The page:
Thursday, March 21, 2019

Batman’s Underworld Olympics ’76: Part IV

Batman 275 sports a decent cover, but a fantastic splash page.

I’ve always loved Batman images that use his cape as a framing device. You’ll see also, in the upper right corner, the logo for this four-issue fun of the Underworld Olympics ’76. And here we are at the final story.

The opening few panels are basically a pre-credits sequence of a James Bond movie. It sets up Batman’s continual frustration with this gang of criminals who are conducting odd activities that add up to nothing. We get a shot of our ringleader addressing the crowd and even the updated scorecard:

South America: 20 (in Batman 272)
Europe: 50 (in Batman 273)
Afro-Asian: 33 1/3 (in Batman 274)
North America: …well, it’s their turn now!

They have a big problem. The end of their assignment is to take place on the Tompkinsville Ferry at midnight, but budget cuts have cancelled that route. What are they to do? They complain. The liaison says they can forfeit. “Forfeit? That’s a laugh!” cries a dude who looks like a hippie. Well, our North American team concocts a daring scheme: they rob some fellow criminals of their cash reserves. Next thing you know, the mayor is on TV announcing that an anonymous group has donated a million dollars to get the Tompkinsville Ferry up and running again. Viola! The North Americans are in business.

And Bruce Wayne is in a pissy mood. When he reads that an historical key was stolen from City Hall, he knows it’s the work of this group. Alfred reminds him that the Wayne Foundation Benefit Soccer Game is that evening and they go. In a jarring couple of panels set at the game, Alfred starts to tell Bruce the differences between a soccer field and a football field. Now, what this really is is a chance for David V. Reed, the writer of these issues, to feed some useful information to the kids reading the book.* But what happens is that Bruce snaps at his manservant. “Alfred, I invited you here because it’s your national pastime…but please don’t instruct me. I played soccer in college.” Then, in the next panel, Bruce’s thought balloon is this: “I came to relax…and he’s driving me nuts! Ah, there’s my chance—” The ‘chance’ is two young ladies. Ah, the 70s!

But before Bruce can sashay over to the ladies, some goons emerge from under the field and disrupt the game. Reminded me of the circus scene in “Batman Forever.” Batman shows up and fights them, but not before one of them toss the soccer ball into the net of a guy on a motorcycle who gets away. In a funny series of panels without any dialogue, a disgusted Batman watches the cyclist roar away…and he takes out his frustration with a swift kick on a remaining goon who isn’t quite unconscious.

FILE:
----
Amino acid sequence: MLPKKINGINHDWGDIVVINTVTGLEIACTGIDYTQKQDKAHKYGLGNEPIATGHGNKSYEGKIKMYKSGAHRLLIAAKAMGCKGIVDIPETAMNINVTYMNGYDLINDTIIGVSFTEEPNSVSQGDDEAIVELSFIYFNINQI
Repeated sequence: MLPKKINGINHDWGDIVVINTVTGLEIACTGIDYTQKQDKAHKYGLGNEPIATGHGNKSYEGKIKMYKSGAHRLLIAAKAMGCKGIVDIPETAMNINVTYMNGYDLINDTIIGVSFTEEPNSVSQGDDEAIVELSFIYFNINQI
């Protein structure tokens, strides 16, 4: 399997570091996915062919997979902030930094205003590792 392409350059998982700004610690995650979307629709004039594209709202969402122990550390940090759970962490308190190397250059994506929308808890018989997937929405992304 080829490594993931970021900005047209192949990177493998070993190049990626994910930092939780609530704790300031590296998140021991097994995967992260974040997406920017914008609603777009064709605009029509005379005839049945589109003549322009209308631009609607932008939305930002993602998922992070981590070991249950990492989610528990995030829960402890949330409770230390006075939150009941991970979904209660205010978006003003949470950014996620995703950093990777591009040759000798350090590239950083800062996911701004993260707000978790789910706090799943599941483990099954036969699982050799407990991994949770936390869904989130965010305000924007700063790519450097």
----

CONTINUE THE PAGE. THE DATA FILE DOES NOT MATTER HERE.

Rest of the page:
Back at the Batcave, Batman fetches the Whirlybat! This issue is cover dated May 1976 so I’m not sure how long it had been since the Whirlybat was in use, but it certainly wasn’t in this story arc. Batman actually is shown taking the tarp off the device that is essentially a helicopter attached to a chair. I actually found an image from the internet.

Batman #275 - Page 22
Okay, maybe it’s the adult version of myself looking at this, but wouldn’t the cape get snagged in the rotors? Ah, fooey! The image looks good.

Aloft now, Batman, complete with headphones, makes his silent patrol over the river. He spots the ferry and two motorboats in pursuit. He spots the two drivers as two of the goons from the soccer stadium…but can’t name them. [Sidenote: when he met Amba Kadiri *from India* last issue, he knew who she was, but he doesn’t know some North American bad guys?] He takes out the hippie and tethers that guy’s boat to the ferry. Then he uses the Whirlybat to get onto the ferry itself. There, the rest of the North Americans are in the process of lashing the wheel in place to head straight for a buoy. Batman frees the wheel and turns the ferry, but the trailing boat hits it. “Then, for one frightful instant, night becomes day…” reads the textbox.

But Batman isn’t done. He spots the other trailing boat turning around and leaving. In the Whirlybat, he follows that guy and actually snags him with a retractable line. Which brings us to the last few panels of this issue and this story arc. The leader awards the North Americans 90 points, winning the entire Underworld Olympics. As all bad guys like to do, he calls Commissioner Gordon to boast. Gordon’s nonplussed because he’s got a cadre of cops stationed outside the headquarters of the Underworld Olympics! Boom!

As in all issues of this run, the story ends with Batman and Gordon talking about the case. They make the observation that all of these events rarely had any profit to them. Gordon likes the irony of it. Batman, on the other hand, wonders “about the fiendish brain who dreamed and planned and arranged and organized the Underworld Olympics of ’76!” Indeed, Batman. This guy, who never got a name, would be an interesting person to return to and study. I’m not sure he ever was.

Thus ends the Underworld Olympics of 1976. It was a fun, goofy, somewhat preposterous storyline, but not without its charms. The Whirlbat! Tons of deductions. Lots of Bruce Wayne. This story was certainly a product of its time when kids read comics, but it was enjoyable if you didn’t think too much and just had a good time.

*I’ll say this about the comics of my youth: they would always try and teach something to kids. Whether it was Alfred’s description of the differences between a soccer field and football field or that the million dollars cash was from a mobster-run numbers game, the writers (adults obviously) would write their story and the editors would either let the content sail through or add little info dumps scattered throughout the issues. They didn’t always pander to kids. That’s a great thing and probably taught some neat facts to kids along the way. Not sure that’s there anymore. Too bad.

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